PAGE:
‘Extremism in Ukraine has risen to staggering level’

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The leaking of journalists’ personal data by a Ukrainian website indicates that the situation in the country is alarming and it is incumbent on the authorities to step in, investigative journalist Russ Baker told RT.

The personal data of over 4,000 members of numerous international media outlets has been published on a Ukrainian website called “Mirotvorets” (Peacekeeper). The list includes employees from such organizations as the BBC, CNN, RT and Human Rights Watch. The Kiev-based website claims that all the journalists “co-operated with terrorist organizations” and breached Ukrainian legislation. Following the incident, the OSCE (Organization for Security and Co-operation in Europe) and a number of journalist organizations have voiced concern over the safety of mass media representatives working in Ukraine.

RT: There has been a very cautious reaction to the revelation of the journalists' personal data being published. Why did it take some time for the organizations and media outlets to react?

Russ Baker: I am not sure why it took a while. Certainly this kind of thing is always alarming. It is not the first time that such a thing like this has happened...

But this is a growing problem in the online world. The situation in Ukraine is particularly striking, because the fact that these people even think that a journalist going to an area makes them an enemy, that just indicated kind of how the extremism has risen to a rather staggering level. Journalists always go to warzones. They always go to places where there is conflict. And to think that by definition that makes them unfair or somebody who needs to be threatened - I think it is pretty staggering.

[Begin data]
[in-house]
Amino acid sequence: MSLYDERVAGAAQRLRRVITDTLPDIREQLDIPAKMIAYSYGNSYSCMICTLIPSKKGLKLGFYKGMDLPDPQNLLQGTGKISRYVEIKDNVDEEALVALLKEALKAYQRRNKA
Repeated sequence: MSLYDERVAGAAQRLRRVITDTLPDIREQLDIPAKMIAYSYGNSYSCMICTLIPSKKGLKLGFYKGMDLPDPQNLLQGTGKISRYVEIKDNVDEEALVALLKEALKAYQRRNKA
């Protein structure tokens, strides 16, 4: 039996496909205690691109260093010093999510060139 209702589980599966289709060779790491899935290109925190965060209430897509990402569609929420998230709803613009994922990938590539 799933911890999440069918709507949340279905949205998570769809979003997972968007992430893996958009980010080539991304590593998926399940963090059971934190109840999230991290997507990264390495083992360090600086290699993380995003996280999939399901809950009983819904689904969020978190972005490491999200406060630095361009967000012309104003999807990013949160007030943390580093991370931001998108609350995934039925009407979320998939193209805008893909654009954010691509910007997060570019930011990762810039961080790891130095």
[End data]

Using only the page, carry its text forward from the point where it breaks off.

RT: The Ukrainian Prosecutor General's Office announced it has opened an investigation into the publication. Will that make the website delete any of the data, or has the damage already been done?

RB: I think the damage has already been done. Investigative journalists need to look more closely at the relationships there: the fact of this site even existing; what level of tolerance was there; that relationship with law enforcement people in Ukraine – all of these are very, very troubling. And they are the exact thing we ought to be looking into.

RT: A group of Ukrainian and international journalists have called the data publication illegal. Do you agree with this statement?

RB: I don’t know of any law against publishing information about anyone. That doesn’t sound right to me. But certainly it is unethical and it is immoral.

RT: What can be done to make the Ukrainian website delete the personal information it has? Are there any legal recourses against this, or this is a freedom of speech issue?

RB: I don’t think that is a freedom of speech issue. When you’re tacitly suggesting that bad things are to happen to people with physical consequences, where there is track record of those things happening – it is incumbent on the Ukrainian authorities to step in. They have every reason, I would think, even to raid the premises, wherever that might be. And I know it’s apparently not so easy to track these people down. But I am sure they know who they are and where they are.

The statements, views and opinions expressed in this column are solely those of the author and do not necessarily represent those of RT.